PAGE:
One Police Plaza

Let's Hear It For Linder

May 11, 2015 

So it’s come down to Bill Bratton’s long-awaited “re-engineering” report.

That’s what the police commissioner says will change Mayor Bill de Blasio’s mind about adding more cops which, last week, the mayor refused to do, saying Bratton would have to make do with the current 34,000 members of the NYPD.

That means it’s John Linder time.

Linder is one of Bratton’s policing gurus, along with Robert Wasserman and George Kelling, the author of Bratton’s “broken windows” strategy, which calls for cracking down on minor offenses that supposedly lead to major crimes.

Bratton has called Linder his “change-agent.’ A shadowy figure who avoids the media, this reporter has only seen him once around Police Plaza. It was in February 2014, and he was leaving City hall with Deputy Commissioners John Miller and Steve Davis and then Chief of Department Phil Banks.

Linder is smart. Very smart. He knows as much, if not more, about the NYPD and policing in general than any civilian and probably many police officials.

And he doesn’t come cheap. Since Bratton returned as police commissioner last year, he has been paid hundreds of thousands of dollars in fees and expenses by the privately funded, non-profit Police Foundation. His mission:  to re-engineer the NYPD as he did 21 years ago when Bratton ran it under Rudy Giuliani.

Back in 1994, Linder wrote Bratton’s vaunted seven crime strategies that many felt led to the city’s dramatic crime decreases. To meet a Bratton-set, four-month deadline, he would fly in from Corrales, New Mexico, where he lives, hole up for a week in Bratton’s fourteenth-floor office, and sleep on an office couch.

Taking a survey of NYPD cops back then, he learned that most viewed their jobs as staying out of trouble rather than policing the city. They viewed the department’s first priority as writing summonses. Holding down overtime was second. Fighting crime was seventh.

Two years later after Mayor Rudy Giuliani fired Bratton, Giuliani came up with $300,000 for Linder to “re-engineer” the troubled Agency for Children’s Services.  Next, Linder went into partnership with the late, great Jack Maple, who had implemented the seven crime strategies. With a $140,000 contract, he and Maple were hired to straighten out the New Orleans police department, where a cop was on death row for murder.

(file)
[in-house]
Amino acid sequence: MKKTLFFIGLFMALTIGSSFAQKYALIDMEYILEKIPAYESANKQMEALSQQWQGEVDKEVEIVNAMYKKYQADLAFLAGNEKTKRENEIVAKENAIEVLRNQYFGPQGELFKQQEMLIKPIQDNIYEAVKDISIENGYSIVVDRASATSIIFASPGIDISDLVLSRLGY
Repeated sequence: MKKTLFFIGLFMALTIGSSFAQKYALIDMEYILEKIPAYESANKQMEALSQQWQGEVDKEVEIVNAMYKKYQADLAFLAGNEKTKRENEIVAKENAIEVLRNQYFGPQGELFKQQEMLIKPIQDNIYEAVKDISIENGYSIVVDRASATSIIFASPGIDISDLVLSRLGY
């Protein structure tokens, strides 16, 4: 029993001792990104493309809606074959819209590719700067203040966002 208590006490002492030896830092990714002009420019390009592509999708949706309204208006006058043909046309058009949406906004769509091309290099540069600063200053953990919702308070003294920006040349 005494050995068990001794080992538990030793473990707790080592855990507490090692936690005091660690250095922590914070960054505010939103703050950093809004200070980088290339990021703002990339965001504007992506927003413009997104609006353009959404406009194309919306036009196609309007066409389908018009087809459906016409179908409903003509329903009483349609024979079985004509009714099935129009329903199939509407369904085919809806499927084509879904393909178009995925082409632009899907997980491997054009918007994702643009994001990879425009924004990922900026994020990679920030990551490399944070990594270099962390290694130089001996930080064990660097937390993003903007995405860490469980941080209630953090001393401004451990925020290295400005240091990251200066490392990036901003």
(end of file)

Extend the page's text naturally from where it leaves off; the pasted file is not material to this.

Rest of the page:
But while Linder’s first re-engineering report in 1994 was delivered within four months of Bratton’s taking office, we are now 16 months into Bratton’s second tour and still waiting.

The reason for that, say police officials, is that circumstances are now more complex than two decades ago. Back in 1994 there was a single issue — reducing crime. 

That accomplished, many communities’ trust in the NYPD — especially communities of color — has not increased. Indeed, an anti-police climate has been exacerbated by last year’s “choke-hold” death of Eric Garner in Staten Island and repeated instances of young black men dying while in contact with police — from Ferguson, Missouri, to North Charleston, South Carolina, to Cleveland and Baltimore.

A police official said the issue the department is wrestling with is how to hold crime levels down and win community trust while determining the resources needed to fulfill both.

In short, said the official, “The forms of policing that have brought down violence have not increased the public trust.”

Then there are the politicians the department must contend with, whose philosophies are different from those of two decades ago — de Blasio and City Council Speaker, Melissa Mark-Viverito. Both of them seem ambivalent about the police.

The mayor campaigned on anti-NYPD policies: too many “broken windows,” too much Stop and Frisk. But the mayor —at least publicly — has supported “broken windows” which is Bratton’s crime-fighting legacy.

Mark-Viverito opposes “broken windows.” But she supports Bratton’s call for additional cops. 

De Blasio, Mark-Viverito and Bratton appear to edging towards some form of agreement on “broken windows”  — specifically lessening criminal penalties for such low-level crimes as small amounts of marijuana possession and riding a bike on a sidewalk.

One part of the re-engineering is being developed by Chief of Department James O’Neill as a high-level, city-wide flying squad, combining the current eight borough task forces and responding to such events as major demonstrations. This would allow hundreds more cops to patrol the precincts, some responding to radio calls, others engaging with local communities, in what is commonly called “community policing.”

That sounds like a strategy that dovetails with de Blasio’s political philosophy. Let’s see if the Linder/Bratton “re-engineering” changes the mayor’s mind.


Copyright © 2015 Leonard Levitt